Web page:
Carrots are one of the healthiest snacks you can have. With a sweet taste and satisfying crunch, carrots can soothe junk food cravings when you are trying to be good. They are also high in vitamins, antioxidants, and fiber, which can reduce your risk of developing cancer, heart disease, and type 2 diabetes.
Carrots are a rich source of beta carotene, which is a powerful antioxidant with many health benefits. In the body, beta carotene is converted to vitamin A to maintain healthy skin. Studies show that beta carotene also protects the lungs against toxins that lead to lung cancer.
In fact, ex-smokers who consume beta carotene on a daily basis have been found to decrease their risk of both lung and stomach cancer. Other foods high in beta carotene include spinach, kale, and sweet potatoes.
The body needs certain essential minerals, vitamins, fiber, and enzymes to power the process of digestion and carrots have them in spades. Carrots have equal amounts of both soluble and insoluble fiber, which helps to push food through the digestive system. The beta carotene converts to vitamin A, which boosts the health of your lymphocytes. Lymphocytes are cells that fight off food-borne pathogens.
And finally, carrots contain a good amount of calcium and potassium, two minerals vital to the normal contraction of all types of muscle, including the ones necessary to move food through your digestive tract. For these reasons, studies show that eating carrots regularly may prevent gastric ulcers.
Eating too much acid-forming food has a negative health effect, but eating carrots can help return the body to a beneficial pH level. While the body needs both acid and alkaline foods, it needs more of the latter while our modern diets tend to contain too much of the former. Aim for about 80% of your daily food intake to be alkalizing foods like carrots and other root vegetables.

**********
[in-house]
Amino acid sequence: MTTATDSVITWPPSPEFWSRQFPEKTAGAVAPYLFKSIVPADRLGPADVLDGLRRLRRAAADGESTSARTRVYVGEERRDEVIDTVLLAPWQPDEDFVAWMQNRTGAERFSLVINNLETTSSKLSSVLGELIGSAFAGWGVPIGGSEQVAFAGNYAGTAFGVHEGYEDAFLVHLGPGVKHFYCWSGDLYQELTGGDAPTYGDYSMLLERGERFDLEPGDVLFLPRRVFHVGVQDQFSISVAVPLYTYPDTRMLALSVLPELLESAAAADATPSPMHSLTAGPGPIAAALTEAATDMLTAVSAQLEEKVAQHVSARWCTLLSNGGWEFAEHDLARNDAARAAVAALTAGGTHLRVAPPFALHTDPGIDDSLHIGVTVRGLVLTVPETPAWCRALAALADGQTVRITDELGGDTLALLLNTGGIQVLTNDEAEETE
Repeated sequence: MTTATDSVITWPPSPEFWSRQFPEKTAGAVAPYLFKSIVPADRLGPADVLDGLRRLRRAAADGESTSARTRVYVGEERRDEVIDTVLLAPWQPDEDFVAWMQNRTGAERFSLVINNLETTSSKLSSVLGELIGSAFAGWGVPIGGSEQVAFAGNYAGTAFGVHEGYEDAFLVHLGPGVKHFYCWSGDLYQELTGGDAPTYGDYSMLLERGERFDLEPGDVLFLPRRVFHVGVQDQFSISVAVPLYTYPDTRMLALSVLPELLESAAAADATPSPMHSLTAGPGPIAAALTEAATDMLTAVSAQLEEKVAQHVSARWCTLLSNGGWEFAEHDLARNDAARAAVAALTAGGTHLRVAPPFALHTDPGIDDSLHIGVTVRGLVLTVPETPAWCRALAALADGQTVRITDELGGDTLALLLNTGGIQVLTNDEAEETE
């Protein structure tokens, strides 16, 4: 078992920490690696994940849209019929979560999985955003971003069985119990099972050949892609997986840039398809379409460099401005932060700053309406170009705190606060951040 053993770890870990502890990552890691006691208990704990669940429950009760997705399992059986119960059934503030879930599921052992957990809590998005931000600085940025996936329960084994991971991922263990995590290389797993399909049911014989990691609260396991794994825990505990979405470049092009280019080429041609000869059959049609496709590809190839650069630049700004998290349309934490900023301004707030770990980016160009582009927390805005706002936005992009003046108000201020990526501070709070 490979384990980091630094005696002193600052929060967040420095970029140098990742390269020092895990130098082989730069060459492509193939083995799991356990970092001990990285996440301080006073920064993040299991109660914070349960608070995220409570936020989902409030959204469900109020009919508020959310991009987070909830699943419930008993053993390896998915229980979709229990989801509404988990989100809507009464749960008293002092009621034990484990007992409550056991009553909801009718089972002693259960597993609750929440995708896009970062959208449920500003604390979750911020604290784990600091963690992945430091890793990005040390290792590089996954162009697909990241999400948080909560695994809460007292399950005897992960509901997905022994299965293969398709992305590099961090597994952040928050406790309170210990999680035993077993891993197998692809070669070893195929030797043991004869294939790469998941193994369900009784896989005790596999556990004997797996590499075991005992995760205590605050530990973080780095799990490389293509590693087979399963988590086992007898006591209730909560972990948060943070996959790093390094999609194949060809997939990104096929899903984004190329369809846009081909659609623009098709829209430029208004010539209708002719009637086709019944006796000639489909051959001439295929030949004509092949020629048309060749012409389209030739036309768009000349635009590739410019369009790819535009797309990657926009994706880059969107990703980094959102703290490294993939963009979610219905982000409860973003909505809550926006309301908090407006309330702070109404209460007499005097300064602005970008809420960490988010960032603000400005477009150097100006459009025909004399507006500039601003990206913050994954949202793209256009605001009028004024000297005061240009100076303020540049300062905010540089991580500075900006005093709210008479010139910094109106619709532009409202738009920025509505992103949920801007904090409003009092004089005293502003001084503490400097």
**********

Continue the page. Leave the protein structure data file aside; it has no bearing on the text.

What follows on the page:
Now, pH values naturally vary throughout your body – the stomach, for example, is very acidic because it needs to be. And the body is quite good and adjusting the pH value of your blood by excreting excess acid in your urine. The reason it is important to eat more alkalizing foods is simply that it puts less stress on your body in maintaining that proper balance.
Potassium works in partnership with sodium to balance fluid levels, which contributes to the health of your kidneys and reduces high blood pressure. Unfortunately, we tend to get a lot more sodium than we need because it is packed into all kinds of processed foods at an incredible level. Carrots can help bring that balance back into alignment to relieve strain on your kidneys and entire circulatory system.
Carrots can help keep your teeth and gums healthy in a number of ways. First, just chomping down on crunchy carrots scrapes away plaque buildup. Eating carrots also stimulates saliva production, which helps to keep the bacteria in your mouth in check. Their alkalizing capacity can balance the pH in your mouth as well.
There are two compounds in carrots that can speed the healing of wounds – vitamin C and beta carotene. Vitamin C is associated with a healthy immune system and the production of collagen, a critical component of skin. Beta carotene is known to reduce inflammation so that skin can heal faster. You may simply add more carrots to your diet when you have a wound or else pack some grated carrots into a compress and apply directly to the affected area once it has scabbed over.
Phytonutrients are naturally occurring plant chemicals and they have a whole host of benefits. One of the most powerful phytonutrients in carrots is called falcarinol, which is thought to reduce your risk of colon cancer as well as support overall colon health. In fact, the phytonutrients (including antioxidants) in carrots can reduce your risk of all types of cancer. The benefits seem to be greater when the carrots are cooked, but feel free to enjoy carrots however you like them.